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Where Kant Meets Kareem

February 26, 2008

"It's a thinking man's game."

You'll hear that line used to describe any number of sports. A new book is out that makes the case for basketball, and offers up an analytic view of some of the game's finer points.

Basketball and Philosophy: Thinking Outside the Paint, the paper-bound version of which was recently published by The University Press of Kentucky, is a nearly 300-page collection of essays about the intersection between sport and the mind. Edited by Jerry L. Walls, a professor of philosophy and religion at Asbury Theological Seminary, and Gregory Bassham, a professor of philosophy at King's College, in Pennsylvania, the book gets contributions from what the editors call "a dream team of 26 basketball fans, most of whom also happen to be philosophers." (Among them is Myles Brand, president of the National Collegiate Athletic Association.)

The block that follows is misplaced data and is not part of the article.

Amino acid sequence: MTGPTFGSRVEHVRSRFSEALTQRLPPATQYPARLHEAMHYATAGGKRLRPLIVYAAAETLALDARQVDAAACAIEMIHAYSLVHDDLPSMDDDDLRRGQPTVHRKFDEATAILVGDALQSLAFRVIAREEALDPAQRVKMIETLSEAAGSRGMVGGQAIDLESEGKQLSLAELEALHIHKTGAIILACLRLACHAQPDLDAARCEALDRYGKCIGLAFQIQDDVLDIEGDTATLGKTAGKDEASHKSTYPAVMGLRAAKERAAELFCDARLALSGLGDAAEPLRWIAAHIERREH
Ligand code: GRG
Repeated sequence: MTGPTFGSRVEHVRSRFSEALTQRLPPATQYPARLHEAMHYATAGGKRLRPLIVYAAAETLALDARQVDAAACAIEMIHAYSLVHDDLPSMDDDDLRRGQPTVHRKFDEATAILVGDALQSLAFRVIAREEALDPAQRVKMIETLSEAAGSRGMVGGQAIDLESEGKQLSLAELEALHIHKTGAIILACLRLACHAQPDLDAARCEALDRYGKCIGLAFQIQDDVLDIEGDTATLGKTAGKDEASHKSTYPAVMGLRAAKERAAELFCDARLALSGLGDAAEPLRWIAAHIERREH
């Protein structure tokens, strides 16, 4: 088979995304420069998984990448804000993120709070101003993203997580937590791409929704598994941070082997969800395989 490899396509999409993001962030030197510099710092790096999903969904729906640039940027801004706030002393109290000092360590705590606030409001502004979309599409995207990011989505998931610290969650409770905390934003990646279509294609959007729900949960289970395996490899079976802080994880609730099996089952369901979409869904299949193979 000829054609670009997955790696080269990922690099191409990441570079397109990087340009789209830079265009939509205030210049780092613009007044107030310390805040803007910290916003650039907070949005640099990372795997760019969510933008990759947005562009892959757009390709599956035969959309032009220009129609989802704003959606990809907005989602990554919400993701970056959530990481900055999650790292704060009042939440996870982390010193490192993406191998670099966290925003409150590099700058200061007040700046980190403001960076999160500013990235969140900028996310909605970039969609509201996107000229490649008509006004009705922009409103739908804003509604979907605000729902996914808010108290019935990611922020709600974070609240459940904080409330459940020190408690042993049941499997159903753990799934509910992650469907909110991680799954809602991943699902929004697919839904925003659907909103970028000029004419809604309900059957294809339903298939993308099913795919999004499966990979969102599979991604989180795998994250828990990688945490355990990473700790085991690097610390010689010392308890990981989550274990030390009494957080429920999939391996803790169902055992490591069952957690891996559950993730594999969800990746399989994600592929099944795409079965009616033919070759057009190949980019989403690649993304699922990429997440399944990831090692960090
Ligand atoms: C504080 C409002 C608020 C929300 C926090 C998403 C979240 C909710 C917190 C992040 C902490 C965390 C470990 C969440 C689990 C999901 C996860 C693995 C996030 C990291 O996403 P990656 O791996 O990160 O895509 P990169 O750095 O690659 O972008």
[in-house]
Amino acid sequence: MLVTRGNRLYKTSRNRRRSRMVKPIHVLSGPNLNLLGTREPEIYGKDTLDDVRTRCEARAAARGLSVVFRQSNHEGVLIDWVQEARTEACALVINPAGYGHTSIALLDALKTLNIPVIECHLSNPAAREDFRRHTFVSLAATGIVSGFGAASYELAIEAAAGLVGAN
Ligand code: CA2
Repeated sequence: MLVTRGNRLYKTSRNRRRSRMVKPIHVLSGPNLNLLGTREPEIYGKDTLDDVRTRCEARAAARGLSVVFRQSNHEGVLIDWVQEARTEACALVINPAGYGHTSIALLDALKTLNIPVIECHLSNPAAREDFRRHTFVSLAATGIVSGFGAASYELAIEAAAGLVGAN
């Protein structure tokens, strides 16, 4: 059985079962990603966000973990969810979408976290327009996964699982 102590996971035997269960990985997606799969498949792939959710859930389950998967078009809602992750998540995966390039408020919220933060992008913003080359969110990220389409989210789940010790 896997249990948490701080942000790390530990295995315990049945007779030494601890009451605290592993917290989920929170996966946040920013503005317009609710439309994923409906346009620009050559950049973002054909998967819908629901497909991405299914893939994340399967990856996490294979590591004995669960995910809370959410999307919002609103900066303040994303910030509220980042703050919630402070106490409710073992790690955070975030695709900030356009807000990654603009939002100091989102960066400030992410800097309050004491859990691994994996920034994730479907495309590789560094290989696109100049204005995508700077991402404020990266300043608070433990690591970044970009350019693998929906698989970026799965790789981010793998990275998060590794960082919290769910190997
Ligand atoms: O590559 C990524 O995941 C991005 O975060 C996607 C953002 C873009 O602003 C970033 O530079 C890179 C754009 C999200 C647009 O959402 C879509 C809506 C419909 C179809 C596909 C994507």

Essayists look at questions such as "How should you deal with strategic cheaters in pickup basketball?" and "Why does a player shoot well in warm-ups but struggle during live action?"

Given that Indiana is considered a birthplace of basketball, and that the state's flagship institution, Indiana University, has been embroiled in a scandal that involves Kelvin Sampson, the men's basketball coach who recently resigned under pressure, it seemed only fitting to start our Q&A session with Walls and Bassham with a discussion of the Hoosiers.

Q: Put yourselves in the place of Rick Greenspan and Michael McRobbie, Indiana University’s director of athletics and president, respectively. In the Sampson case, what philosophical issues would you consider? What do you owe your players, your institution, your fans, yourselves?